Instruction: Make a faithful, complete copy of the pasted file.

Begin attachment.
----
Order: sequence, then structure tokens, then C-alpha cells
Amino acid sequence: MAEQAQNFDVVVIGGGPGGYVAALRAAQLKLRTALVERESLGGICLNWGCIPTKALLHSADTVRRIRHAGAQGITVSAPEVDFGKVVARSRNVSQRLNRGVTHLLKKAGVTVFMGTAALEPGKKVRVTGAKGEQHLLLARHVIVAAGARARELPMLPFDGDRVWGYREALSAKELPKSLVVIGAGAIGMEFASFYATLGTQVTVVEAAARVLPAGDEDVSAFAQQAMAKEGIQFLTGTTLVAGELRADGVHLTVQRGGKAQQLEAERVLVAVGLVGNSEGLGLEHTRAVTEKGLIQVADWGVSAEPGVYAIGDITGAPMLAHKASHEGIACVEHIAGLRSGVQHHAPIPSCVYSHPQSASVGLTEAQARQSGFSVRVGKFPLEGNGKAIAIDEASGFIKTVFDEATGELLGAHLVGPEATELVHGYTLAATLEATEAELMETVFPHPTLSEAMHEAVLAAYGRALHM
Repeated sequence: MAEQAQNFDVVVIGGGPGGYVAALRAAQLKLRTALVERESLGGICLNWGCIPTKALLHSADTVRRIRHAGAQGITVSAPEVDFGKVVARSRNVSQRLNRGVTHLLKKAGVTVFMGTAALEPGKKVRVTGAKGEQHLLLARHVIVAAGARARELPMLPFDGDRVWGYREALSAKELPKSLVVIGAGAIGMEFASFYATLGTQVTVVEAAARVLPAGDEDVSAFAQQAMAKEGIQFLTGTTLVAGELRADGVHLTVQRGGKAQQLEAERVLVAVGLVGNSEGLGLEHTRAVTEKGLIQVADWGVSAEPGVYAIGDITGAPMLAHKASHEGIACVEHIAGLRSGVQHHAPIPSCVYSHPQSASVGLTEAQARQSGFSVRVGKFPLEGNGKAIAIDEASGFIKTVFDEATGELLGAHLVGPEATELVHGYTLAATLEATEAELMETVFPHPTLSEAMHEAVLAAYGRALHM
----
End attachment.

Order: sequence, then structure tokens, then C-alpha cells
Amino acid sequence: MAEQAQNFDVVVIGGGPGGYVAALRAAQLKLRTALVERESLGGICLNWGCIPTKALLHSADTVRRIRHAGAQGITVSAPEVDFGKVVARSRNVSQRLNRGVTHLLKKAGVTVFMGTAALEPGKKVRVTGAKGEQHLLLARHVIVAAGARARELPMLPFDGDRVWGYREALSAKELPKSLVVIGAGAIGMEFASFYATLGTQVTVVEAAARVLPAGDEDVSAFAQQAMAKEGIQFLTGTTLVAGELRADGVHLTVQRGGKAQQLEAERVLVAVGLVGNSEGLGLEHTRAVTEKGLIQVADWGVSAEPGVYAIGDITGAPMLAHKASHEGIACVEHIAGLRSGVQHHAPIPSCVYSHPQSASVGLTEAQARQSGFSVRVGKFPLEGNGKAIAIDEASGFIKTVFDEATGELLGAHLVGPEATELVHGYTLAATLEATEAELMETVFPHPTLSEAMHEAVLAAYGRALHM
Repeated sequence: MAEQAQNFDVVVIGGGPGGYVAALRAAQLKLRTALVERESLGGICLNWGCIPTKALLHSADTVRRIRHAGAQGITVSAPEVDFGKVVARSRNVSQRLNRGVTHLLKKAGVTVFMGTAALEPGKKVRVTGAKGEQHLLLARHVIVAAGARARELPMLPFDGDRVWGYREALSAKELPKSLVVIGAGAIGMEFASFYATLGTQVTVVEAAARVLPAGDEDVSAFAQQAMAKEGIQFLTGTTLVAGELRADGVHLTVQRGGKAQQLEAERVLVAVGLVGNSEGLGLEHTRAVTEKGLIQVADWGVSAEPGVYAIGDITGAPMLAHKASHEGIACVEHIAGLRSGVQHHAPIPSCVYSHPQSASVGLTEAQARQSGFSVRVGKFPLEGNGKAIAIDEASGFIKTVFDEATGELLGAHLVGPEATELVHGYTLAATLEATEAELMETVFPHPTLSEAMHEAVLAAYGRALHM